Geoffrey A. Moore: Cloud Reinvigorating Client Accounting Services
Dec 11, 2012 (Close-Up Media via COMTEX) --
The cloud is reinvigorating client accounting services for small and midsize businesses, and CPA firms that want to take advantage of this trend need to help their clients embrace digital technologies, according to information released by Geoffrey Moore, tech consultant and bestselling author of "Crossing the Chasm."
According to a release, Moore recently interviewed dozens of thought leaders and technology advocates in the accounting profession and found that work involving accounting and back office operations - known more formally as "client accounting services" - has become a cloud-fueled field of growth for CPA firms. His findings are collected in a research report, "Accounting Services: Harness the Power of the Cloud," released at Digital CPA: CPA2Biz 2012 Cloud User Conference, an event hosted by the technology subsidiary of the American Institute of CPAs, CPA2Biz.
"Our fundamental premise is that, in the past, major barriers to productivity made (client) accounting services a low-margin activity that was unattractive to pursue," Moore wrote. "In today's online digital era, we believe these barriers can be removed, and the practice can be reengineered into a high growth, high profitability line of business."
Moore said three shifts are driving solutions in the accounting profession:
-From paper to digital. Moving to web-based solutions means data is updated instantly and accessible anytime. "Paper is the anchor that keeps (client accounting services) practice margins at unacceptably low levels, so driving it out of the system is fundamental to building a sustainable business," he wrote.
-From physical to digital presence. Technology improvements mean most business interactions can take place virtually, which broadens the geographic reach, potential client base and hiring pool for firms. Face-to-face meetings should be reserved for critical interactions that warrant it.
-From generalization to specialization. Many small to midsize businesses are taking advantage of an explosion in global outsourcing opportunities, and are already predisposed to shedding business operations outside their core competencies. CPA firms that can identify industry niches - restaurant franchising, retail chains, nonprofit management - can use their expertise to build intelligent, repeatable processes that serve their clients' needs.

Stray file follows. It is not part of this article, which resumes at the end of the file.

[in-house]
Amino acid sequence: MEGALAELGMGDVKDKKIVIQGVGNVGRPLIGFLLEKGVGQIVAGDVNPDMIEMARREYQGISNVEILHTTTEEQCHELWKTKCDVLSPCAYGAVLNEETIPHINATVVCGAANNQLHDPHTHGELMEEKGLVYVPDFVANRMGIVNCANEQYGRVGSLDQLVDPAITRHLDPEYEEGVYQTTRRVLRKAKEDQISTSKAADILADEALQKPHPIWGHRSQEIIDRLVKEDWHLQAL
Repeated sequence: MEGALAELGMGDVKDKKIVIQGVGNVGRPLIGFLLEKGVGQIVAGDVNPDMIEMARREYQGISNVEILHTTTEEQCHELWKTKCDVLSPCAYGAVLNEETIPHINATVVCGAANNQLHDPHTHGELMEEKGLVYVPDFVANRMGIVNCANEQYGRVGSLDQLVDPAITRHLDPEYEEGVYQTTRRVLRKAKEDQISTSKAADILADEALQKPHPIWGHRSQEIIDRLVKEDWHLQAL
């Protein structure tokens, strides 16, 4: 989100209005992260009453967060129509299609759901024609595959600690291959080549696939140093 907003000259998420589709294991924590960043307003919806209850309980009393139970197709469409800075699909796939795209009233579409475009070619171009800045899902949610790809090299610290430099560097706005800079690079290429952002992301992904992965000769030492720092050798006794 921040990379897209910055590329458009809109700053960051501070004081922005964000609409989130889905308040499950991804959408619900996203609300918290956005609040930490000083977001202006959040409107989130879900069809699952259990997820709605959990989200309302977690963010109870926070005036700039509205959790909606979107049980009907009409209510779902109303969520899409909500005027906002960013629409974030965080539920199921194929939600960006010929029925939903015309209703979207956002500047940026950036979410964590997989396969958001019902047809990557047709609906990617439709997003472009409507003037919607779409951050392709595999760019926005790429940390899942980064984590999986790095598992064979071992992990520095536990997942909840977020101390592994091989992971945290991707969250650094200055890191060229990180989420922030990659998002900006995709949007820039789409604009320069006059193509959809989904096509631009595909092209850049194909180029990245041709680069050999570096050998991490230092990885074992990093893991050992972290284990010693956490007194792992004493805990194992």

Moore outlined a progression for evolving a client accounting services practice: 1) Move to the cloud, 2) Adopt systems of engagement, 3) Adapt business intelligence to manage data powerfully and present information simply for clients. The latter stage allows CPA firms to move away from "write-up," transactional work and gives clients what they most need - high value, forward-looking business analysis from a trusted advisor.
"The key to capitalizing on this new set of opportunities is to free up professional time to devote to such analytics, to use that time to determine the key performance indicators for your client's business, and to work with the business intelligence software to develop simple dashboards that make performance factors readily visible," Moore wrote.
Firms seek growth and are already tech-savvy - they're likely to be all-in for change, he said. Pragmatists are generally satisfied with firm operations, but want to shore up underperforming areas - going to a paperless office might represent a good medium risk, medium reward step for them. Conservative firms are happy with the status quo and reasonably sure of customer loyalty. They might subcontract client accounting work to a more tech-friendly firm, and buy in to solutions later in the adoption cycle to save costs.
Moore said there's no right answer for the category firms choose, as long as they realistically evaluate their goals and needs on technology. To ease this process, CPA2Biz has created two mobile applications that can help CPA firms and their clients assess where they fall on Moore's spectrum of technology adoption, as well as decide which strategies best suit them going forward. Available for both iPhone and iPad, the CPA Practice Assessment Tool is designed for accounting firms, while the Crossing the Chasm Assessment Tool is designed for general business use. Both are available for download from the Apple App Store.
"Geoffrey Moore's research report on client accounting services is a call to action for firms," said Erik Asgeirsson, president and CEO of CPA2Biz. "Our assessment tools are a great first step that CPAs and their clients can take in mapping out their move to the cloud."
Geoffrey Moore is an author, speaker and business advisor to many of the companies in the high-tech sector, including Cisco, Cognizant, Compuware, HP, Microsoft, SAP, and Yahoo!.
CPA2Biz, a subsidiary of the American Institute of Certified Public Accountants, provides marketing and technology services.
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